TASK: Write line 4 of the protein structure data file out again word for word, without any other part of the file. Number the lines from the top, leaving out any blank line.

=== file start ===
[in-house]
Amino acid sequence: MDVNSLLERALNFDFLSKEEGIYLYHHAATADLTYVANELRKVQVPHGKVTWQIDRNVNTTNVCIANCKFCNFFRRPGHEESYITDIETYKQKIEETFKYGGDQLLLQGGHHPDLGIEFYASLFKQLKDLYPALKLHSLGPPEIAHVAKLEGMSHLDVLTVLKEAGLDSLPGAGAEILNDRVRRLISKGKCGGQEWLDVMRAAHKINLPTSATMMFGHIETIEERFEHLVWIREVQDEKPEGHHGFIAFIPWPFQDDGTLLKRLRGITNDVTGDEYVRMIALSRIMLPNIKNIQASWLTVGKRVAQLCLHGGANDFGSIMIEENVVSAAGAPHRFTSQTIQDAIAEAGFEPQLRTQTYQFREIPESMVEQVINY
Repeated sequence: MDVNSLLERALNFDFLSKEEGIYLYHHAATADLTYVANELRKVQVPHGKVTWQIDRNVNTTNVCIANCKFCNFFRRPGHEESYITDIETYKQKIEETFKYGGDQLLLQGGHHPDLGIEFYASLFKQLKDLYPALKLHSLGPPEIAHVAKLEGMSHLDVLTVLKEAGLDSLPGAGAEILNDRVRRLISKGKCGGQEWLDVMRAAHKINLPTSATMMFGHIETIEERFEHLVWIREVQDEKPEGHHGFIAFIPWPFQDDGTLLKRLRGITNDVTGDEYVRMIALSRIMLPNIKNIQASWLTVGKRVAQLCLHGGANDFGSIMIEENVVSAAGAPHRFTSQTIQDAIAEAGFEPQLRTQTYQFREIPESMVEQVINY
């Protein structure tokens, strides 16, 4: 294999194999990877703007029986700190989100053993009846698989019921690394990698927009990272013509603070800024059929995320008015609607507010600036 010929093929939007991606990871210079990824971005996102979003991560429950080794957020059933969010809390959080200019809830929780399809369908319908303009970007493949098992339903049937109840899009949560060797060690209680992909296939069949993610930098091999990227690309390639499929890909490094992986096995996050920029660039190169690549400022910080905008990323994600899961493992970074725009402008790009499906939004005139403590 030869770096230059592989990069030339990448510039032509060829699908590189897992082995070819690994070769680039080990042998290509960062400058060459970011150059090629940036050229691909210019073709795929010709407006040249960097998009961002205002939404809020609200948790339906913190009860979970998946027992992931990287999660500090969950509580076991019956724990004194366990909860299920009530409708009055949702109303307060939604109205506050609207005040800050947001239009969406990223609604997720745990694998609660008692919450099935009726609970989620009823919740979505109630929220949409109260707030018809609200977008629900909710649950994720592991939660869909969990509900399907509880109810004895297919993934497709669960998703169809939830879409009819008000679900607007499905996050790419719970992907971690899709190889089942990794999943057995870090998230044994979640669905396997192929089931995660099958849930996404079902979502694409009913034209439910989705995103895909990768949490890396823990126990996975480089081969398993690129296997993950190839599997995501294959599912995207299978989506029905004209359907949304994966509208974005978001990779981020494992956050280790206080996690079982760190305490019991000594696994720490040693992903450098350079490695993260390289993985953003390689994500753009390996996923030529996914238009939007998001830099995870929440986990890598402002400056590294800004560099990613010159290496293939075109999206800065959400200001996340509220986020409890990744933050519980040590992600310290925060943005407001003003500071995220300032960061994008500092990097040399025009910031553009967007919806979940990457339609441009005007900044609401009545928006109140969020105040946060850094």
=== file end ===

């Protein structure tokens, strides 16, 4: 294999194999990877703007029986700190989100053993009846698989019921690394990698927009990272013509603070800024059929995320008015609607507010600036 010929093929939007991606990871210079990824971005996102979003991560429950080794957020059933969010809390959080200019809830929780399809369908319908303009970007493949098992339903049937109840899009949560060797060690209680992909296939069949993610930098091999990227690309390639499929890909490094992986096995996050920029660039190169690549400022910080905008990323994600899961493992970074725009402008790009499906939004005139403590 030869770096230059592989990069030339990448510039032509060829699908590189897992082995070819690994070769680039080990042998290509960062400058060459970011150059090629940036050229691909210019073709795929010709407006040249960097998009961002205002939404809020609200948790339906913190009860979970998946027992992931990287999660500090969950509580076991019956724990004194366990909860299920009530409708009055949702109303307060939604109205506050609207005040800050947001239009969406990223609604997720745990694998609660008692919450099935009726609970989620009823919740979505109630929220949409109260707030018809609200977008629900909710649950994720592991939660869909969990509900399907509880109810004895297919993934497709669960998703169809939830879409009819008000679900607007499905996050790419719970992907971690899709190889089942990794999943057995870090998230044994979640669905396997192929089931995660099958849930996404079902979502694409009913034209439910989705995103895909990768949490890396823990126990996975480089081969398993690129296997993950190839599997995501294959599912995207299978989506029905004209359907949304994966509208974005978001990779981020494992956050280790206080996690079982760190305490019991000594696994720490040693992903450098350079490695993260390289993985953003390689994500753009390996996923030529996914238009939007998001830099995870929440986990890598402002400056590294800004560099990613010159290496293939075109999206800065959400200001996340509220986020409890990744933050519980040590992600310290925060943005407001003003500071995220300032960061994008500092990097040399025009910031553009967007919806979940990457339609441009005007900044609401009545928006109140969020105040946060850094």